I used to live in the foothills of Los Angeles, and from the playground of my elementary school, Thomas A. Edison, on a “clear” day we could see LA and the ocean beyond. On other days it was shrouded in a yellow-brown cloud of smog. I thought of those days when I read how clean and clear the air is in the USA today. I was amazed at how quickly the air cleaned itself up with a washcloth named pandemic.
The line “No purpose but what we make” hits home now because it is not the animals or the plants themselves that pollute, but humans. The cattle farts pollute, you say, yes true, but there would not be so many cattle if we didn’t need millions of them to feed our meat-hungry bellies. The rest is mostly us – cars, planes, factories, power plants, fires, and the list goes on. We know what we are doing. We have been told this for decades now. And our rivers, bays, and oceans are suffocating from our waste and dying.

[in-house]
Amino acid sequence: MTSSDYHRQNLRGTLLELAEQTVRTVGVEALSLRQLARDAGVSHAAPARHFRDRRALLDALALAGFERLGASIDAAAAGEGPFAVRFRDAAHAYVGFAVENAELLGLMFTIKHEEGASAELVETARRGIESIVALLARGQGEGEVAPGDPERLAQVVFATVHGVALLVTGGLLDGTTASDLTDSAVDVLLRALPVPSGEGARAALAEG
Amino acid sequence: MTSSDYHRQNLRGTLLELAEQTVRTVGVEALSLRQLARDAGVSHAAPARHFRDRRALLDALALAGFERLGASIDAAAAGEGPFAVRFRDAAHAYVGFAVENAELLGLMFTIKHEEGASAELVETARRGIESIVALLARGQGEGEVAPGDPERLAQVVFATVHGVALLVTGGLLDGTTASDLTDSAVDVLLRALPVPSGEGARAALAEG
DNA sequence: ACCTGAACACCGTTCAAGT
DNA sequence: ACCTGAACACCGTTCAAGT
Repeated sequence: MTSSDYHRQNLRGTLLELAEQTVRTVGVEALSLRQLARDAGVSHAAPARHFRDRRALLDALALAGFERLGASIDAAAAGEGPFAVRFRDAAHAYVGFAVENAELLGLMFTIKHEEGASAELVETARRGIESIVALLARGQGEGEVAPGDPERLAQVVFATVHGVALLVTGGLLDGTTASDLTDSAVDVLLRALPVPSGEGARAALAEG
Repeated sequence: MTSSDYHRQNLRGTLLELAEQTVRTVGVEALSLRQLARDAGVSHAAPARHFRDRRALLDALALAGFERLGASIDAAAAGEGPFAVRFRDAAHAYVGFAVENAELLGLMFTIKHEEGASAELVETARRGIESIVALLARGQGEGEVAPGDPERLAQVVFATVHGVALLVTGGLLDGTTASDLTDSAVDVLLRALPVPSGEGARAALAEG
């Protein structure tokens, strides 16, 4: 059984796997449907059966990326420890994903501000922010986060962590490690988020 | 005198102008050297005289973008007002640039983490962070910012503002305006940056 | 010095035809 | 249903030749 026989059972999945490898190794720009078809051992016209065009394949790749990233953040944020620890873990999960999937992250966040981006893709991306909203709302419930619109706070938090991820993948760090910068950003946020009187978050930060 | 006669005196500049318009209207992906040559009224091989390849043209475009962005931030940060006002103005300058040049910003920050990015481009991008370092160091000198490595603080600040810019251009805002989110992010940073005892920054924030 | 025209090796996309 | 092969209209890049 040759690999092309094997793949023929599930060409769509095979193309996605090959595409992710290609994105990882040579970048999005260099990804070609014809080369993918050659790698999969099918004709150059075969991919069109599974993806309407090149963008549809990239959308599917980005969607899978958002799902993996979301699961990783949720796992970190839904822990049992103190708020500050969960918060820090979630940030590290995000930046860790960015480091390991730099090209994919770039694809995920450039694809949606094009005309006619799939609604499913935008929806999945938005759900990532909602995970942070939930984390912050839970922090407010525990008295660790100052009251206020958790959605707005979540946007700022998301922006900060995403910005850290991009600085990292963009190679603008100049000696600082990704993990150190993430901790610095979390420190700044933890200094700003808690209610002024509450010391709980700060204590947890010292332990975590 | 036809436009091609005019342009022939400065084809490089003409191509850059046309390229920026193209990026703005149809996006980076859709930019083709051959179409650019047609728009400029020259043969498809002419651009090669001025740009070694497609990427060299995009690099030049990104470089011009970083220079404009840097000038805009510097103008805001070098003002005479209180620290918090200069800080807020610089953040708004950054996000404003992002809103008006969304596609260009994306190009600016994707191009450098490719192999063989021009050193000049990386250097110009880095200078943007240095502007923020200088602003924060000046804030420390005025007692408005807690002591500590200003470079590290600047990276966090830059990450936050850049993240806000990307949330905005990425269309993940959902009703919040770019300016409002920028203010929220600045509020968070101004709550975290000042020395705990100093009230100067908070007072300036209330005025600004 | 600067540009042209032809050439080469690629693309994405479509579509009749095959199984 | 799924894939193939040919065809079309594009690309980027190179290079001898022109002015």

So what can I, one person, do to take our fragile earth off its respiratory and thrive? I can recycle as much as possible and not buy items that are not in recycled packages. I can cut down on my driving by doing my shopping and errands on one day, not four or five small trips. I can plant trees and shrubs. I can stop eating beef but I doubt I will ever become a vegetarian. I can take those plastic bags back to the grocery store and put them in the bin provided. I can make my doctor’s appointments two a day, not on separate days. I can pray that if everyone did some of these things, and more I haven’t thought about, our earth might once again be clean, clear, crisp and celebrating that we humans are taking good care of her.